Storm over cable ties left on lamp-posts after elections

By Mary Dennehy

SOUTH Dublin County Council extended the timeframe for the removal of election posters due to Storm Dennis at the weekend.

However, Storm Dennis wasn’t the only thing raging in recent days, as locals once again questioned the need for election posters – especially, after a number of cable ties were spotted on a lamp-post in Tallaght village.

Election Posters Credit TCC compressor

Cable ties spotted in Tallaght village

Candidates and parties had until Saturday, February 15, to remove all of their posters, including cable ties – and despite stormy conditions, teams were spotted out and about removing posters.

However, when contacted by The Echo this week, the council said that due to the impact of Storm Dennis, which brought gusts of 120km/h, it granted an extension to the deadline for the removal of election posters until midnight on Tuesday, February 18.

The council stressed that they also request that all cable ties are also removed at the time of taking down posters.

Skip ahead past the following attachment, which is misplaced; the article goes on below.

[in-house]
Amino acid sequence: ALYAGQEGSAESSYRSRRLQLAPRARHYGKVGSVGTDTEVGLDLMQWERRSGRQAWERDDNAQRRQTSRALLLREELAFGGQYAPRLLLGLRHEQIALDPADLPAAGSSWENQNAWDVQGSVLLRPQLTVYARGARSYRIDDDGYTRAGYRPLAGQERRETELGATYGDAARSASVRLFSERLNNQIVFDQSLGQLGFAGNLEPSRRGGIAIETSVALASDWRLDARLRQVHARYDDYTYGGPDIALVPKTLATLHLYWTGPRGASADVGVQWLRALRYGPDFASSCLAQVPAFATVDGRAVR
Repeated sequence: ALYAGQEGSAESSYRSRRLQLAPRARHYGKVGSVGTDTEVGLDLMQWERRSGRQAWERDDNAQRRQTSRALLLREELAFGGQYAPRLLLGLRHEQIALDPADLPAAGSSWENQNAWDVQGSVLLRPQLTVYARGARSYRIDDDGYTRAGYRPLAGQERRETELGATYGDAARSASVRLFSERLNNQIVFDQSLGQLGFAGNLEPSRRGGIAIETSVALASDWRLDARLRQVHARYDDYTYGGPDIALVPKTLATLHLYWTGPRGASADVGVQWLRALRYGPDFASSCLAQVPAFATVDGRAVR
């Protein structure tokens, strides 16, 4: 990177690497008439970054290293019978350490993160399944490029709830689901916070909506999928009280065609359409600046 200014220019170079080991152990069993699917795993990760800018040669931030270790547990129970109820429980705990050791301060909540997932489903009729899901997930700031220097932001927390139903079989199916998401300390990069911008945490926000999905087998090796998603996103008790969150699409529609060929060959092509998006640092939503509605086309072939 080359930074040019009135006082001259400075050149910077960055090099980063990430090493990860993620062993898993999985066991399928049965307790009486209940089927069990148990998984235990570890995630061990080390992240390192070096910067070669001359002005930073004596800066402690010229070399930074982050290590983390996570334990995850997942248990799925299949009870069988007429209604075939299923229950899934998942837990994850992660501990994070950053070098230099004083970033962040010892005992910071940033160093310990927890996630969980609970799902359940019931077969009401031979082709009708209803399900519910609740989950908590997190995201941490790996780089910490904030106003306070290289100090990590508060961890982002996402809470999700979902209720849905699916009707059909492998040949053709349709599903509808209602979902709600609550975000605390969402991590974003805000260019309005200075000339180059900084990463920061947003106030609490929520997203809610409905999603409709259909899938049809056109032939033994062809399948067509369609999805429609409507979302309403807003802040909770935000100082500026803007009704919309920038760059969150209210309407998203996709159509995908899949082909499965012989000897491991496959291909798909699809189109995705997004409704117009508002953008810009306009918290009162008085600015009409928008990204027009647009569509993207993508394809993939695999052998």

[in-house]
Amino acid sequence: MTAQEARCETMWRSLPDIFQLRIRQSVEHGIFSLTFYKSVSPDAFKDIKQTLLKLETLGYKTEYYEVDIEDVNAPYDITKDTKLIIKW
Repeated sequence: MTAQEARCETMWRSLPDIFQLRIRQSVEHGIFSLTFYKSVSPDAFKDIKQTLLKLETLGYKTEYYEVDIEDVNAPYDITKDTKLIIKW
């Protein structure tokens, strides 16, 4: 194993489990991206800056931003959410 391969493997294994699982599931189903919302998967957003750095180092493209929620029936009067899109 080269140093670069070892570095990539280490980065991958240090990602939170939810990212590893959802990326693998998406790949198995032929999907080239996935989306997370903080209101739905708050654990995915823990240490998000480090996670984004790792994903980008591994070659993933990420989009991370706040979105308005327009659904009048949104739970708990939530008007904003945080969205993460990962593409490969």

While the debate continues about the impact of election posters and, most importantly, the environmental impact of them, the use of plastic cable ties has also come under scrutiny.

Suggestions have been made that if cable ties are used the name of each party or candidate should be printed on them.

Election posters Castletymon road compressor

Cable ties discarded around the base of a pole on the Castletymon Road

Last Thursday, Tallaght Community Council (TCC) snapped a picture of a lamp post in Tallaght with a number of cable ties still affixed, while another local resident photographed a number of cable ties discarded around the base of a pole on the Castletymon Road.

In early February, The Echo conducted an online poll, in which we asked: “Do election posters help you decide who you will vote for in an election?”

After 24 hours of voting, and 5,001 votes cast, 96 per cent of respondents said ‘No’, election posters do not help them decide on who they will vote for.

Commenting on the online poll, many people called for the banning of election posters, citing environmental impacts among their reasons.

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